Yaws API discussion

Chris Pressey <>
Thu Jul 18 09:57:35 CEST 2002


On Wed, 17 Jul 2002 08:40:57 +0200
Mickael Remond <> wrote:

> Chris Pressey <>:
> 
> > I think the success of Open Source has been more to do with widespread
> > peer-review.  More eyeballs on the code means more bugs are caught.
> 
> This is another aspect about Open Source that surely cannot be leveraged
> if there is one Open Source by user/developper. It implies that users
> and developpers make the effort to collaboratively think on how to
> improve the software and care about this improvment.

Sorry, I don't see your logic here.  A bug is a bug - it doesn't take a
group of people to determine that a program does not do what it claims to
do.  It takes just one person trying something no one else thought of.

(Unless the design goals are less than clearly specified - in which case,
the group will have to decide if the behaviour is a bug or a feature.  But
even then, it is still the core developers who will make that judgement.)

> > But one person's idea of a cool improvement is another person's cruft.
> > Why should I force my ideas on Klacke's project when it's clear that
> > we have different priorities?  Maybe he doesn't want an integrated
> > cookieless user system based on a database of IP addresses with
> > timeouts, whereas I do.  Maybe I could just take yaws and make my
> > "improvements" to it, but then I'd have Chris' Hacked Version of Yaws,
> > which wouldn't be any better than something original of mine.  In fact
> > it would probably be worse in the long run, as I can barely follow his
> > code as it rapidly progresses.
> 
> In fact developping an HTTP server is fairly easy. It is also fairly
> easy to start a project.
> In fact the first reaction when looking at a project is often the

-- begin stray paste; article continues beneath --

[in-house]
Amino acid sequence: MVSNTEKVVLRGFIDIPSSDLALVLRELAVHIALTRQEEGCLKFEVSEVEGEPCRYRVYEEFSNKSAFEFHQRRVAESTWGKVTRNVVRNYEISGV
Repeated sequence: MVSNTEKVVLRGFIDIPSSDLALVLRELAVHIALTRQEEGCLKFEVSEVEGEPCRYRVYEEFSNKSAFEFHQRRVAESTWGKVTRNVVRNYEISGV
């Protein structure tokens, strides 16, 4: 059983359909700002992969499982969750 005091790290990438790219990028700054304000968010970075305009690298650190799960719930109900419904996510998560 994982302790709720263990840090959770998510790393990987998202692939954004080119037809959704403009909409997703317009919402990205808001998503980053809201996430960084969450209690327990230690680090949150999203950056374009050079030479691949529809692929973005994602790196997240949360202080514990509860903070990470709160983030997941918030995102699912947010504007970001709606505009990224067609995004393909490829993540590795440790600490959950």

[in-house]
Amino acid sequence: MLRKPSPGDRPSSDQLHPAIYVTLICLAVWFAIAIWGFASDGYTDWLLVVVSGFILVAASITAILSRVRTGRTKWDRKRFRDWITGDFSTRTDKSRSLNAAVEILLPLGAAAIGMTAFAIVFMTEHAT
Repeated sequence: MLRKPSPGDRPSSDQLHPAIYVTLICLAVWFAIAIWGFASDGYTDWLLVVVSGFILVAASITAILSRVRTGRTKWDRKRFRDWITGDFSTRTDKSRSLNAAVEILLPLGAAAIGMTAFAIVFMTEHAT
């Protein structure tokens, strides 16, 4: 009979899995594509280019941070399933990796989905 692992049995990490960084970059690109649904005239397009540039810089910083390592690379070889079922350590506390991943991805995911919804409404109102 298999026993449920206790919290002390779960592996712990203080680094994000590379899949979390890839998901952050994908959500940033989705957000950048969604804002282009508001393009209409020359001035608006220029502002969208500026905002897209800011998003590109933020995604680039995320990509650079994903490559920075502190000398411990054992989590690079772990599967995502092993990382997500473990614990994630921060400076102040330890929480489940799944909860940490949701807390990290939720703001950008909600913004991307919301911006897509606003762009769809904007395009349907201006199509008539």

> following: people find often difficult to extend the code to make it
> comptible with their own need. So it is easy to conclude that the code
> may be poorly design and that rewriting the same thing from scratch will
> improve it.

This is *exactly* Klacke's rationale for yaws over php, btw.

> And it often and up with a code impleting nearly the same
> set of functions and that is difficult to extend and not very generic.

If it is a hack job, as so many projects are, yes it will be difficult to
extend.

But people who look at an existing piece of code and conclude that it is
poorly designed and that they could design something better usually try to
make something that is *less* of a hack job.  Sometimes they succeed.

The alternative is to try to patch the existing design, which may very
well break it and/or create some redundant (deprecated) functionality. 
The result is often ugly, complex, and even harder to understand and
maintain.

Take Daniel J Bernstein's qmail as an example of the potential success of
a non-collaborative project.  It is elegant, reliable, generalized and
extensible.  It was written by one person and isn't even technically Open
Source software by OSI's definition, but I'd use it over sendmail anyday. 
I dread to think what the result would have been had he tried to adapt
sendmail to achieve his design goals!

> Actually, many open source project are launched and concentrate on easy